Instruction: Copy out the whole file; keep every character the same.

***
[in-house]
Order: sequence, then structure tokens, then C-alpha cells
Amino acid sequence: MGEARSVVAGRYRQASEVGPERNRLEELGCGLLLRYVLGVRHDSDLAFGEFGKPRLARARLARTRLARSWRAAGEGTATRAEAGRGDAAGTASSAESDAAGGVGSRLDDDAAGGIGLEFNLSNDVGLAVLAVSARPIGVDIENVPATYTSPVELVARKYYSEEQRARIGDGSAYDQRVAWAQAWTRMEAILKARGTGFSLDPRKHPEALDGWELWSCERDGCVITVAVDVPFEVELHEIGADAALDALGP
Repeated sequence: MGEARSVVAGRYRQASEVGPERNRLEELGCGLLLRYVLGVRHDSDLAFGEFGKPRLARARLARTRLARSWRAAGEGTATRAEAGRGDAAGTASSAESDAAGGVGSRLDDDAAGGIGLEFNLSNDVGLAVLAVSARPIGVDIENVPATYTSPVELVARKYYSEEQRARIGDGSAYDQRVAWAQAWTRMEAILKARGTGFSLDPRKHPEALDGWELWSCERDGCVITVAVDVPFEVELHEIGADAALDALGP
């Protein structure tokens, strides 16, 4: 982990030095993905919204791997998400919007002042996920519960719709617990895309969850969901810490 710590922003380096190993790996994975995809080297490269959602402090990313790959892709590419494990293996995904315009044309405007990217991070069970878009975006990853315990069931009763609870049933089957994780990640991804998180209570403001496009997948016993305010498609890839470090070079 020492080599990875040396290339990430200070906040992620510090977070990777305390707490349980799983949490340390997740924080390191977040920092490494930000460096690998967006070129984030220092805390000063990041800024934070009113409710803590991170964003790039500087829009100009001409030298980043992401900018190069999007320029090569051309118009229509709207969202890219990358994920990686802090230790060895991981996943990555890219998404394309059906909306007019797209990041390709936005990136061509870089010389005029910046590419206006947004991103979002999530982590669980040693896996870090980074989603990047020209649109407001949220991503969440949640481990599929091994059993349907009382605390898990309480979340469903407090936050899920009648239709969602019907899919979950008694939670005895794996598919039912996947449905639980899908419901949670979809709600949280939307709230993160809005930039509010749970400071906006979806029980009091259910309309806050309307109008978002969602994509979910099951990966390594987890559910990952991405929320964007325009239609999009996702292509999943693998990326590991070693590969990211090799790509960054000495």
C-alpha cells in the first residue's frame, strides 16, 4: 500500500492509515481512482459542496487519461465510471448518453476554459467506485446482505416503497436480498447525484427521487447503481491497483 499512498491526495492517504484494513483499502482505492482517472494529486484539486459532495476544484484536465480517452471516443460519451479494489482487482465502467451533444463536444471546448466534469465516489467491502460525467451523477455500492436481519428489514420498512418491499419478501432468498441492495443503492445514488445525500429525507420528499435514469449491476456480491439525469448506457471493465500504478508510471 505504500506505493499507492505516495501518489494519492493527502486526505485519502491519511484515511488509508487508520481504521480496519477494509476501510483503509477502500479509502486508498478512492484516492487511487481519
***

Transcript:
[in-house]
Order: sequence, then structure tokens, then C-alpha cells
Amino acid sequence: MGEARSVVAGRYRQASEVGPERNRLEELGCGLLLRYVLGVRHDSDLAFGEFGKPRLARARLARTRLARSWRAAGEGTATRAEAGRGDAAGTASSAESDAAGGVGSRLDDDAAGGIGLEFNLSNDVGLAVLAVSARPIGVDIENVPATYTSPVELVARKYYSEEQRARIGDGSAYDQRVAWAQAWTRMEAILKARGTGFSLDPRKHPEALDGWELWSCERDGCVITVAVDVPFEVELHEIGADAALDALGP
Repeated sequence: MGEARSVVAGRYRQASEVGPERNRLEELGCGLLLRYVLGVRHDSDLAFGEFGKPRLARARLARTRLARSWRAAGEGTATRAEAGRGDAAGTASSAESDAAGGVGSRLDDDAAGGIGLEFNLSNDVGLAVLAVSARPIGVDIENVPATYTSPVELVARKYYSEEQRARIGDGSAYDQRVAWAQAWTRMEAILKARGTGFSLDPRKHPEALDGWELWSCERDGCVITVAVDVPFEVELHEIGADAALDALGP
């Protein structure tokens, strides 16, 4: 982990030095993905919204791997998400919007002042996920519960719709617990895309969850969901810490 710590922003380096190993790996994975995809080297490269959602402090990313790959892709590419494990293996995904315009044309405007990217991070069970878009975006990853315990069931009763609870049933089957994780990640991804998180209570403001496009997948016993305010498609890839470090070079 020492080599990875040396290339990430200070906040992620510090977070990777305390707490349980799983949490340390997740924080390191977040920092490494930000460096690998967006070129984030220092805390000063990041800024934070009113409710803590991170964003790039500087829009100009001409030298980043992401900018190069999007320029090569051309118009229509709207969202890219990358994920990686802090230790060895991981996943990555890219998404394309059906909306007019797209990041390709936005990136061509870089010389005029910046590419206006947004991103979002999530982590669980040693896996870090980074989603990047020209649109407001949220991503969440949640481990599929091994059993349907009382605390898990309480979340469903407090936050899920009648239709969602019907899919979950008694939670005895794996598919039912996947449905639980899908419901949670979809709600949280939307709230993160809005930039509010749970400071906006979806029980009091259910309309806050309307109008978002969602994509979910099951990966390594987890559910990952991405929320964007325009239609999009996702292509999943693998990326590991070693590969990211090799790509960054000495």
C-alpha cells in the first residue's frame, strides 16, 4: 500500500492509515481512482459542496487519461465510471448518453476554459467506485446482505416503497436480498447525484427521487447503481491497483 499512498491526495492517504484494513483499502482505492482517472494529486484539486459532495476544484484536465480517452471516443460519451479494489482487482465502467451533444463536444471546448466534469465516489467491502460525467451523477455500492436481519428489514420498512418491499419478501432468498441492495443503492445514488445525500429525507420528499435514469449491476456480491439525469448506457471493465500504478508510471 505504500506505493499507492505516495501518489494519492493527502486526505485519502491519511484515511488509508487508520481504521480496519477494509476501510483503509477502500479509502486508498478512492484516492487511487481519